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April 15, 2017

"Sentencing Disparities"

The title of this post is the title of this new paper authored by Melissa Hamilton available via SSRN. Here is the abstract:

This Article is concerned with disparities in penalty outcomes.  More specifically, the study investigates upward departures in the federal guidelines-based sentencing system.  No other research to date has explored upward departures in detail, despite their unique consequences to individuals and their effects on the system. Upward departures obviously lead to lengthier sentences and symbolically represent a dispute with the guidelines advice. Upward departures are discretionary to district judges and thus may lead to disparities in sentencing and exacerbate the problem of mass incarceration in this country.

The Article contextualizes the legal, policy, and practical reasons that render upward departures uniquely important decisions.  Two theoretical perspectives suggest why judges may assess that an individual deserves an upward departure (the focal concerns perspective) and why upward departures may be more prevalent in some courts (courtroom communities’ perspective).

The study capitalizes on a more sophisticated methodology than utilized in most criminal justice empirical research. The study presents a multilevel mixed model to test the effects of a host of legal and extralegal explanatory factors on the issuance of upward departures at the case level (called fixed effects) and whether those same factors are significant at the group level — i.e., district courts — to determine the extent of variation across districts (called random effects).  The results indicate that many of the legal and extralegal factors are relevant in individual cases (i.e., individual disparities) and indicate significant variations across district courts exist (i.e., regional disparities).

April 15, 2017 at 02:52 PM | Permalink


I recently read a "press release" by the author of the adam walsh act "james sensenbrenner"

You know the congressman doesn't really represent your interest. The reality is that its just a feel good news release and press release. Although many sex offenders are dangerous, most probably aren't. The word "sex" offender jumps out. In reality a "sex offender" could have urinated in the bushes,had teenage consensual sex (the awa exception is only 4 years), taking a selfie of "himself or herself" as a "non-nude teen" in a "suggestive pose" at 17 (considered child porn even if its self-made),etc.However, an ISIS torture video would not be considered "porn" or a parent beating their child even though its violent.

In fact there doesn't even need to be anything sexual, a 28 year old who grabbed a teenager's girl's arm and did nothing else just to lecture her to not play in the street since he slammed his brakes was labeled a sex offender for "kidnapping/false imprisonment". If you did it your niece or nephew same thing. Doesn't matter if its a few seconds in a public area.

May I ask this "feel good" congressman why aren't there violent offender registries? If one beats someone with a bat, robs them, impersonates a cop, or otherwise does non-sexual abuse to a person,or starts fires there is no registry for most states/and non at the federal level. In other words the DOJ/feds don't watch them. You would think if congress was really looking out for the public they would have implemented these offense in the last decade. Instead the word "sex" is a catchy phrase. Never-mind the repeat offense for those is higher.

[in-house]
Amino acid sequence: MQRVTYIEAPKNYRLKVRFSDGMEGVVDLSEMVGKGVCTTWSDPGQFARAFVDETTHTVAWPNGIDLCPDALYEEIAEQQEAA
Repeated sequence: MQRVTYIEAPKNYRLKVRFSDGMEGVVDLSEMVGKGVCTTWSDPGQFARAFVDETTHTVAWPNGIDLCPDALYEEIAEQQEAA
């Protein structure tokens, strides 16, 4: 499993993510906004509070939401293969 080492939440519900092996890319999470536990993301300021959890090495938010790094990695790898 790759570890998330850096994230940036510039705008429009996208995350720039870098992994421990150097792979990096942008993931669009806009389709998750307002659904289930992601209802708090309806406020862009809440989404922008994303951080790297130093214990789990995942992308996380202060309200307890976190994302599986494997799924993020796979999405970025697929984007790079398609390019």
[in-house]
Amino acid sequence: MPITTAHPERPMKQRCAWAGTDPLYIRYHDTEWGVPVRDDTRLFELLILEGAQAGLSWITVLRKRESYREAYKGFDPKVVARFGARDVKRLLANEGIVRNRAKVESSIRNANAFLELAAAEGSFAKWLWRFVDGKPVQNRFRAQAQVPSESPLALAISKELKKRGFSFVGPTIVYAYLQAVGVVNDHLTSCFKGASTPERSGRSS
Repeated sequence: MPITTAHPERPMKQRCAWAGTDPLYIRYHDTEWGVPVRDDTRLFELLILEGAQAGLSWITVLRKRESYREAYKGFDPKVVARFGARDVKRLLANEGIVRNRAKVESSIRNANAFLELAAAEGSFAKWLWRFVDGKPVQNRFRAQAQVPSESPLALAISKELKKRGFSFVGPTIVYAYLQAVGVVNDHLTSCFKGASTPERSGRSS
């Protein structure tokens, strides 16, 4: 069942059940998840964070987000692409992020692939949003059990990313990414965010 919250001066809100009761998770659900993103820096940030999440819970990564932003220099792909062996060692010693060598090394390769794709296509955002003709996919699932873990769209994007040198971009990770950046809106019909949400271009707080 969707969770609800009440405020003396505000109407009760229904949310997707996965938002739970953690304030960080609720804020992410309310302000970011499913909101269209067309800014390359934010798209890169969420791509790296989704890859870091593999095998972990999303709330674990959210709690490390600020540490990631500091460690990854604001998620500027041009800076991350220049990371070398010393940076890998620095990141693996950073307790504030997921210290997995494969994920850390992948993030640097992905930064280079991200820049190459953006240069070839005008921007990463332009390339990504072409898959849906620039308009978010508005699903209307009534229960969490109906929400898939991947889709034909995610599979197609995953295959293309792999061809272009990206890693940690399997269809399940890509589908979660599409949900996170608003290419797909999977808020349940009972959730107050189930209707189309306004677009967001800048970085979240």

The US government of course ignores those offenses and spends billions a year on many folks who pose much less harm.
In fact, the silliness doesn't stop there. The US government in the past has prosecuted a woman for "writing an explicit novel" but let "scooter libby of the hook. I'm talking under the bush administration under "obscenity". Even terrorism doesn't warranty that oversight. Under US law, a "sex offense" can you make you ineligible to sponsor someone even if they aren't say a child, but set fires,torture,murder,beatings,drugs and your mostly scoot free.

Also I don't get how the "commerce clause" applies, sure you need to travel states lines to commit a federal offense,but its not the "offense" itself its mere travel. If I drove across states and burglarized your home 20 years ago and the state decided to register that offender, how does mere travel trigger "commerce", unless the offense is related such as buying burglar tools. Can the feds punish you for violating state law once your just in the state because you committed an offense 20 years ago. Also shouldn't it be illegal say if you get a speeding a ticket for $50 pay it, then the state 10 years later says you owe $100, then 5 years after that says you owe $200,it seems criminal sanctions should be subject to even stricter scrutiny.

Posted by: ash | Apr 16, 2017 1:16:07 AM

I was going to criticize the author for not addressing the disparity of victimization when downward departures in sentencing take place. Downward departures are far more frequent than upward departures.

I may try to get in touch with the author and offer some of the legal brilliance stemming from my untouched high school education.

She is trying to be empirical, and should be supported and encouraged.

Posted by: David Behar | Apr 16, 2017 9:21:48 AM

Thank you Ash! Definitions are definitely important and if a person would research the original meaning of a word, term, or statement - they would find that it was changed for profit. For example: sexual assault referred to penetration, not touching (molestation) or elementary students at recess. How can one act have so many counts added by District Attorney's to enhance their chance for conviction and profit? Proper education is the ANSWER, if you have to do it yourself!

Posted by: LC in Texas | Apr 16, 2017 10:03:55 AM

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